Former Xerox CEO Ursula Burns on importance of STEM and joining Uber's board

PHOTO: Ursula Burns, Xerox Corporation Chairwoman and CEO, speaks at The New York Times New Work Summit on March 1, 2016, in Half Moon Bay, Calif. Kimberly White/Getty Images
Ursula Burns, Xerox Corporation Chairwoman and CEO, speaks at The New York Times New Work Summit on March 1, 2016, in Half Moon Bay, Calif.

She’s Uber’s newest board member, was the first African-American woman to run a Fortune 500 company, and led President Barack Obama’s White House national program on STEM (science, technology, engineering and math) education.

So what does the Former Xerox CEO and Chair Ursula Burns believe is the key to her success?

Her engineering degree. She says it was "everything."

In a recent episode of ABC Radio’s “No Limits With Rebecca Jarvis,” Burns, who grew up in public housing on the lower east side of Manhattan with a single mother, says she earned a Bachelor of Science in mechanical engineering from Polytechnic Institute of NYU and a Master of Science in mechanical engineering from Columbia University due to its “earning power.”

“$22,000 with a B.S. degree was what you made as a chemical engineer at that time. And an English teacher was $11,000,” Burns told ABC News' chief business, technology and economics correspondent Rebecca Jarvis.

Burns says her degrees set her on a path to eventually becoming CEO. Without them, she says she doesn’t believe she ever would’ve been considered to run a technology company.

But the lack of diversity in STEM programs today is not just a matter of how high students can climb, according to Burns, it’s also a serious problem for the future of humanity.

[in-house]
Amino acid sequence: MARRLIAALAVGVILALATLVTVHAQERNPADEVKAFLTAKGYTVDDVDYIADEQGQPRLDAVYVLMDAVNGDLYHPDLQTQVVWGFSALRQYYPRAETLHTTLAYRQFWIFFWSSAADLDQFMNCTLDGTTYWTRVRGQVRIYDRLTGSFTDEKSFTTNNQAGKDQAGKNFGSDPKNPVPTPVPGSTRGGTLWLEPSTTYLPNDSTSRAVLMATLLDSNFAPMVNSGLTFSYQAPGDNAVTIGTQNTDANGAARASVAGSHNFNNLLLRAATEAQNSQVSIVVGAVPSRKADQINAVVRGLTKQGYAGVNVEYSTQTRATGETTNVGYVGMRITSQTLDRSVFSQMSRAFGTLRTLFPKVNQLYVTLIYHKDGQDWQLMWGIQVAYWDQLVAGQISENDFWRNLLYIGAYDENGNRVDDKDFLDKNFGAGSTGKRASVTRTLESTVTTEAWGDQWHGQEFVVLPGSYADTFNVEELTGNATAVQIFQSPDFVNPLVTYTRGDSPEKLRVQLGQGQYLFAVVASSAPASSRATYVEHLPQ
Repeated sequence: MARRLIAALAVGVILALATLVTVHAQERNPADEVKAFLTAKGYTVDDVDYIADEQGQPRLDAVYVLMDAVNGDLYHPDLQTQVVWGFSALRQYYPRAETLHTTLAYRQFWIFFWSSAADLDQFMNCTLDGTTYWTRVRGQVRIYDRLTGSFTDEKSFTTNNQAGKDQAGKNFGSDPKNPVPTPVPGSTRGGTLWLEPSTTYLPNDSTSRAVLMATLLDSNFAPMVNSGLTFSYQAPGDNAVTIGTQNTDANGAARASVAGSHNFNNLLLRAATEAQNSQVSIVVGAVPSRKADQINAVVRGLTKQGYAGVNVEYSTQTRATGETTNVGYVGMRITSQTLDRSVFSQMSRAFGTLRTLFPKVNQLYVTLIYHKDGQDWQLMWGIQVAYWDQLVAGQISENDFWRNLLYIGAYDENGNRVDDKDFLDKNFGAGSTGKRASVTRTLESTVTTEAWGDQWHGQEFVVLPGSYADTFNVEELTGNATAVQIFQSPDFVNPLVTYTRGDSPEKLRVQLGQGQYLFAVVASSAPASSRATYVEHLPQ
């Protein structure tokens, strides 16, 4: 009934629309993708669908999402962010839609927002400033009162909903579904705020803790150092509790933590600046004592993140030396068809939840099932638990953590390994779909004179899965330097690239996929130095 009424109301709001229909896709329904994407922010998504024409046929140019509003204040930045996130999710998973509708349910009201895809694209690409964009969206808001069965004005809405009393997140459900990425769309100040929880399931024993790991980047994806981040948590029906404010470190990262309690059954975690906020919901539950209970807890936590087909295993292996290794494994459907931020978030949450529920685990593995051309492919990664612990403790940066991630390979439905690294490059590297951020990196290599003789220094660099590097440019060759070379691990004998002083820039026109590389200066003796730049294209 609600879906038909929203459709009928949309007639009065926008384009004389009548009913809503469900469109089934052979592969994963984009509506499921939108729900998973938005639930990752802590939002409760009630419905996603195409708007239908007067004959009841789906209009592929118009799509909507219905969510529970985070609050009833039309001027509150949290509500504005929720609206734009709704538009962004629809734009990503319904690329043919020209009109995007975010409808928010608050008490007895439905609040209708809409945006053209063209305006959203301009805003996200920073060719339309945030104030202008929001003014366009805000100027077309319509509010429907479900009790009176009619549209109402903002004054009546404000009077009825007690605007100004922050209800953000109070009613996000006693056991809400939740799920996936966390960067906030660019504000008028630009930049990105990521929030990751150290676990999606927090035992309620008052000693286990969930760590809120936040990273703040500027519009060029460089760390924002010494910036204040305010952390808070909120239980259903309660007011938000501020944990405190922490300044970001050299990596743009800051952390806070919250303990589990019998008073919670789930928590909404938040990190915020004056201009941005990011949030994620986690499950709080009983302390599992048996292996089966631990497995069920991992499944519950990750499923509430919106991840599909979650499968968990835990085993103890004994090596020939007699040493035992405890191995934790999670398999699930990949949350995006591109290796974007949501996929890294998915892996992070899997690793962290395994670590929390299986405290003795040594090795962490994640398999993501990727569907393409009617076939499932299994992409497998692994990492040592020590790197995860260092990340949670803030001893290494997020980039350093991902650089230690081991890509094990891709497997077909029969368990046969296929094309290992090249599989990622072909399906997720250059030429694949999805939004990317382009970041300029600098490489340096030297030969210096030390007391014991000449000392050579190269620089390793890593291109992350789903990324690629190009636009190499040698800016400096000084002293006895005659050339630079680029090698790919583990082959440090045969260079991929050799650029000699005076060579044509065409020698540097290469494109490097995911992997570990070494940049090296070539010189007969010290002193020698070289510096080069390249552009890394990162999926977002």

“We have to feed seven to 10 billion people. We have to get them water that's potable and clean. We have to be able to move them around in some kind of reasonably efficient way. ... There is not one thing that I mentioned in all of the things that I just mentioned not one that you can solve without a good STEM team around it.”

What does Burns want to accomplish at Uber?

“My job as a board member is to make sure that we have the governance processes, the staffing model, the funding model, the oversight, and the grace to allow the license to operate,” she said.

Burns says that the “license to operate” means making sure people all over the world have access to Uber.

“[This] 'luxury' that has moved to a necessity has to continue to be available in the right way to citizens in the world,” said Burns.

Uber recently found out from Transport for London, London’s transport authority, that the company would not be receiving a new license after the current one expired on Sept. 30 of this year. The TfL found that Uber London Limited “is not fit and proper to hold a private hire operator license.”

“We have to have great employees, you have to work well in the communities that you’re in, you have to have reasonably good governance, you have to be reasonably transparent ... and good technologies,” Burns said.

Hear Ursula Burns’s full interview on "No Limits With Rebecca Jarvis," available on iTunes, Stitcher, Google Play Music, Spotify, TuneIn and the ABC News app.